When working for the U.S. Postal Service, you will encounter a number of forms that are used to keep records and route mail. It will be important to place all information in the correct box on each form. You will also need to be able to locate particular information on these forms by knowing in which box to look. All of this needs to be done in the least time that will allow accuracy. While time is not as much of a factor in this section of the test as it is in the others, it’s still important to work rather quickly, but you’ll have a little more time to make sure you’re accurate. You’ll have about 30 seconds to answer each item, but try not to spend too much time on any one question.
There is no penalty for guessing on this portion of the Postal Service Exam™ so try to choose an answer for every question. If you are stumped by one question, you can always come back to it later if there is time. Just be sure to match the number of the question you are answering to the number of the answer row if you are taking a paper and pencil test.
The forms used in this section of the Postal Service Exam™ are not exact duplicates of actual postal forms. They are similar, but have been altered and sometimes simplified. So, you can look at the forms on the USPS™ website, but know that you will not see an exact copy of any official form on the test. You will see between five and seven questions about each test form.
Here is an example of the type of form you may be dealing with when you take this section of the test. (This is not an actual form used on the test or published by the USPS™.)
Things to note about any form on the test:
You will see three types of questions in this section of the test. There will be four answer choices for each question.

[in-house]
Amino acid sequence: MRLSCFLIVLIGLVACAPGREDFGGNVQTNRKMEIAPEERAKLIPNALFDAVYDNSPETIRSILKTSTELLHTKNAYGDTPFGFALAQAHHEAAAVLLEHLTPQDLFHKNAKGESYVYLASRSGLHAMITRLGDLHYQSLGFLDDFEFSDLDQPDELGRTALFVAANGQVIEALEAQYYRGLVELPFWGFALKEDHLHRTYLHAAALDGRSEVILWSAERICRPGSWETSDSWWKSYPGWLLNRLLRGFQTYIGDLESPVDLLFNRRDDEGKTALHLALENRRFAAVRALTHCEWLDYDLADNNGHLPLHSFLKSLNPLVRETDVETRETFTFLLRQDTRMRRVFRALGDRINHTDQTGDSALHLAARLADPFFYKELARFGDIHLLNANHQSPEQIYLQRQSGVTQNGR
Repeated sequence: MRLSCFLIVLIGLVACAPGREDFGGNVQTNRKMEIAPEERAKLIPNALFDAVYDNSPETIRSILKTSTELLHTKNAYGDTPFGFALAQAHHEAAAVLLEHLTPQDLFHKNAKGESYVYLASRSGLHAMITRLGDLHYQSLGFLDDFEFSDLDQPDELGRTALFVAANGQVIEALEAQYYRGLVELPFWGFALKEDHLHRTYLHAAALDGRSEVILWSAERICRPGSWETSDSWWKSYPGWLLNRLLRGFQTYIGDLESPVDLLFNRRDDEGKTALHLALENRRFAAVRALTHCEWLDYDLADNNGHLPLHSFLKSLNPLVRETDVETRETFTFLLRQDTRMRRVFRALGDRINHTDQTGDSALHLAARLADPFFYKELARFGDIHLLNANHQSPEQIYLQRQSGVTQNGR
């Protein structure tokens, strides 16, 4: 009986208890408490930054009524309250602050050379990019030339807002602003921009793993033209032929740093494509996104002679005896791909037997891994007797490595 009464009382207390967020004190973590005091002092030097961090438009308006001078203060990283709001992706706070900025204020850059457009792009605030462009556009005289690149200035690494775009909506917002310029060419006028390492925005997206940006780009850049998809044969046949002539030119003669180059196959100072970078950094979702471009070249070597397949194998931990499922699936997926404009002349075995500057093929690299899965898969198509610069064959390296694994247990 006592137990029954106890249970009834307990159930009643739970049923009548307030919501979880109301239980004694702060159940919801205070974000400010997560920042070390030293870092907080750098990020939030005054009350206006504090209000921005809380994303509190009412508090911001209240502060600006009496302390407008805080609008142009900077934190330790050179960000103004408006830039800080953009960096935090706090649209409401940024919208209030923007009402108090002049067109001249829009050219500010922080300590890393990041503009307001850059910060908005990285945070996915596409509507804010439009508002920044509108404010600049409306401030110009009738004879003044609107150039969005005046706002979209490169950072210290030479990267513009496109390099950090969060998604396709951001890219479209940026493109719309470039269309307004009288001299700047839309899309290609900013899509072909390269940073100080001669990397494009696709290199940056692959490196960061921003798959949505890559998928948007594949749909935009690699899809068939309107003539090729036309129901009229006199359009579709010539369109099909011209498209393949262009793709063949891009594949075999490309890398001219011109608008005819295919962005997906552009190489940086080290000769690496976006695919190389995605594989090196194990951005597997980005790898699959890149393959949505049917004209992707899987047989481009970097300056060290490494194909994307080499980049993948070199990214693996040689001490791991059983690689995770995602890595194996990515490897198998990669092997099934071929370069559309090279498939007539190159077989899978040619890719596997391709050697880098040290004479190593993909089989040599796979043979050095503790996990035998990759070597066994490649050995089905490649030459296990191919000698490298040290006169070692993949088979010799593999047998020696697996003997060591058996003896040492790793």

This question type asks you to determine in which box a piece of information should go. The answer choices will be different numbers/number-letter combinations from the form.
Here is an example, using the form above:
“Where would you write the name of the company that is mailing the pieces?”
The answer choices might be these:
Since box 8b calls for the “mailer represented,” this would be the correct answer. Box 8a might seem like a correct choice, also, but the question asks for the company mailing the pieces and anyone could take the mail to the post office.
Another type of question in this section is one in which you must determine which of four possible entries would be correct if entered in a certain box on the form. For instance:
“In filling out this form, which would be a correct entry for box 2?
Of these answers, you will choose one:
Since the question is obviously asking for an amount of money, the answer is $.49[.]
Note: Be alert for questions of this type that ask you to choose the answer that does not satisfy the requirement of a box. These might be phrased like this: “Which one of these would not be a correct answer in box 6a?”
This type of question gives you a customer situation and asks a question about filling in the form. Here’s one example of this type:
“A customer has stated that there are no liquids or other dangerous materials included in this mailing. In which box should the USPS™ worker record this?”
Box 5 would be the correct answer because it refers to “hazardous materials,” which would include “liquids and other dangerous materials.”
The questions you see on the Forms Completion test will vary, but these are the most common types used. The more experience you have filling out forms, the more easily and quickly you will be able to answer these questions with accuracy. Try going to sites like this one for a look at some of the real USPS™ forms and practice finding the appropriate box for information.